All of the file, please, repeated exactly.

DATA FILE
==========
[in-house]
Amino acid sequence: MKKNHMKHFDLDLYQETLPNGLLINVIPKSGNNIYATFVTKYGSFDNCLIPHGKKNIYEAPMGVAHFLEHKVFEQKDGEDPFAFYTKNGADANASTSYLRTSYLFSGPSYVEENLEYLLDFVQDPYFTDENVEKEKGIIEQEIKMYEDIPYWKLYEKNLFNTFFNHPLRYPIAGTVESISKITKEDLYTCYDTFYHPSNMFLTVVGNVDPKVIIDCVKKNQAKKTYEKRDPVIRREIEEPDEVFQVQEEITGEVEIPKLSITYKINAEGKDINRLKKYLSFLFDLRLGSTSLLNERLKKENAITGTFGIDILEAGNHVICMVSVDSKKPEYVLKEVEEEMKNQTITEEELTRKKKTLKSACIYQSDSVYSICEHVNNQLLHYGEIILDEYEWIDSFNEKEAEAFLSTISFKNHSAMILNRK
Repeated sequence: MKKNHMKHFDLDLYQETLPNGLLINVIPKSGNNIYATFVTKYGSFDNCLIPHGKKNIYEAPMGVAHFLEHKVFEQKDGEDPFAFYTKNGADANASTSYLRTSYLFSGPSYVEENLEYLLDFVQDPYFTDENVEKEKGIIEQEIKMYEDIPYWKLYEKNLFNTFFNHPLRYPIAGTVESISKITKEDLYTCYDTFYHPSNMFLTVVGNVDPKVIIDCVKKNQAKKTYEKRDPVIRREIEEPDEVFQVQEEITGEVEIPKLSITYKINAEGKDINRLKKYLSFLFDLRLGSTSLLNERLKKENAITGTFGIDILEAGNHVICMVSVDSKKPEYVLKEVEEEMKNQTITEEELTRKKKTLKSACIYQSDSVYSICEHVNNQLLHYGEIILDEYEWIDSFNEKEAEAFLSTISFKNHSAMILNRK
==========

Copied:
[in-house]
Amino acid sequence: MKKNHMKHFDLDLYQETLPNGLLINVIPKSGNNIYATFVTKYGSFDNCLIPHGKKNIYEAPMGVAHFLEHKVFEQKDGEDPFAFYTKNGADANASTSYLRTSYLFSGPSYVEENLEYLLDFVQDPYFTDENVEKEKGIIEQEIKMYEDIPYWKLYEKNLFNTFFNHPLRYPIAGTVESISKITKEDLYTCYDTFYHPSNMFLTVVGNVDPKVIIDCVKKNQAKKTYEKRDPVIRREIEEPDEVFQVQEEITGEVEIPKLSITYKINAEGKDINRLKKYLSFLFDLRLGSTSLLNERLKKENAITGTFGIDILEAGNHVICMVSVDSKKPEYVLKEVEEEMKNQTITEEELTRKKKTLKSACIYQSDSVYSICEHVNNQLLHYGEIILDEYEWIDSFNEKEAEAFLSTISFKNHSAMILNRK
Repeated sequence: MKKNHMKHFDLDLYQETLPNGLLINVIPKSGNNIYATFVTKYGSFDNCLIPHGKKNIYEAPMGVAHFLEHKVFEQKDGEDPFAFYTKNGADANASTSYLRTSYLFSGPSYVEENLEYLLDFVQDPYFTDENVEKEKGIIEQEIKMYEDIPYWKLYEKNLFNTFFNHPLRYPIAGTVESISKITKEDLYTCYDTFYHPSNMFLTVVGNVDPKVIIDCVKKNQAKKTYEKRDPVIRREIEEPDEVFQVQEEITGEVEIPKLSITYKINAEGKDINRLKKYLSFLFDLRLGSTSLLNERLKKENAITGTFGIDILEAGNHVICMVSVDSKKPEYVLKEVEEEMKNQTITEEELTRKKKTLKSACIYQSDSVYSICEHVNNQLLHYGEIILDEYEWIDSFNEKEAEAFLSTISFKNHSAMILNRK